This post was one of my first ten in this blog, which I’ve updated to reflect both changes in my posting style and substantial improvements in available data. At this point, it’s changed enough to be considered a new post.
There’s a strong feeling of fulfillment behind the wheel of this striking coupe.
The Dodge 600 was an extended (E-platform) version of the original K-platform cars, with three more inches of wheelbase. It debuted in the 1983 model year, two years after the original K cars made it to market. Other E-platform cars were the Chrysler New Yorker, Chrysler E-Class, and (later) the Plymouth Caravelle.
There were three engines available for the Dodge 600. The base engine was Chrysler’s 99 bhp 2.2 liter/135 cubic inch K fuel injected inline four. One option was the Turbo I 146 bhp version of the same engine with Garrett T3 turbocharger and fuel injection while another was Mitsubishi’s Astron series 4G54 101 bhp 2.6 liter/153 cubic inch inline four with a carburetor. Fuel economy for the Turbo I and three-speed automatic transmission combination (the five-speed manual was no longer available) was 19 city/24 highway by the standards of the day (it would be 17/22 today).
Standard exterior and mechanical equipment on the $9,060 club coupe (about $21,100 in today’s dollars) included power brakes, power steering, halogen headlamps, Landau padded vinyl roof, and P185/70R14 tires. Inside, cloth front bucket seats, a full-length console, color keyed steering wheel, and an electronically-tuned AM radio were standard. Features listed that wouldn’t be considered worth mentioning now included a tethered fuel filler cap and an inside hood release.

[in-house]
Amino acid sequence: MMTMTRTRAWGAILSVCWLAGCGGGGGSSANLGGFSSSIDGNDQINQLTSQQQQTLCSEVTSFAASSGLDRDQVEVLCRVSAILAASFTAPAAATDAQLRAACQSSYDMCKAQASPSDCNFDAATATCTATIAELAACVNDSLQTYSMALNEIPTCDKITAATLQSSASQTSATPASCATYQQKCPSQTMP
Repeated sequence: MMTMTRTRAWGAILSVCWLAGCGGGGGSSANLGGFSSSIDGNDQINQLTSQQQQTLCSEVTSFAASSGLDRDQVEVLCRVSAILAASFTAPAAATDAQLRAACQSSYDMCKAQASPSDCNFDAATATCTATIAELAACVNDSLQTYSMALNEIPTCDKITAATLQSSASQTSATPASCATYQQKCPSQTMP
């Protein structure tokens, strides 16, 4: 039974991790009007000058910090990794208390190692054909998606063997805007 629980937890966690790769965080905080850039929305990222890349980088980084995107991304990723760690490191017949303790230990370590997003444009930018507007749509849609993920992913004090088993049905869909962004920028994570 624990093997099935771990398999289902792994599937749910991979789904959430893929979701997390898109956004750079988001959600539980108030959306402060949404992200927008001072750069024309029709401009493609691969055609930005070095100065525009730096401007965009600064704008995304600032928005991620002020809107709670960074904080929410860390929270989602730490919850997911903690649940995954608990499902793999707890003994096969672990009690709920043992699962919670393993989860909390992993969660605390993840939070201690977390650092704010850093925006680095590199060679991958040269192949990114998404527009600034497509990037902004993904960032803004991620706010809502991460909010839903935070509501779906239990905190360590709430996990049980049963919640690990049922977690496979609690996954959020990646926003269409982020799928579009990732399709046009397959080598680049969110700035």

Optional equipment included sport/handling suspension ($79), air conditioning ($757), tinted glass ($115), automatic speed control ($179), leather wrapped steering wheel ($50), and tilt steering wheel ($110).
The original K cars and their many variants were once so common on the roads, but have essentially disappeared in mid-2017. I haven’t seen a 600 of any type in years, despite the fact that Dodge made over 300,000 of them between 1983 and 1988. You’ll occasionally see the original Dodge Aries/Plymouth Reliant cars at AACA shows along with the top of the line Chrysler LeBaron convertibles.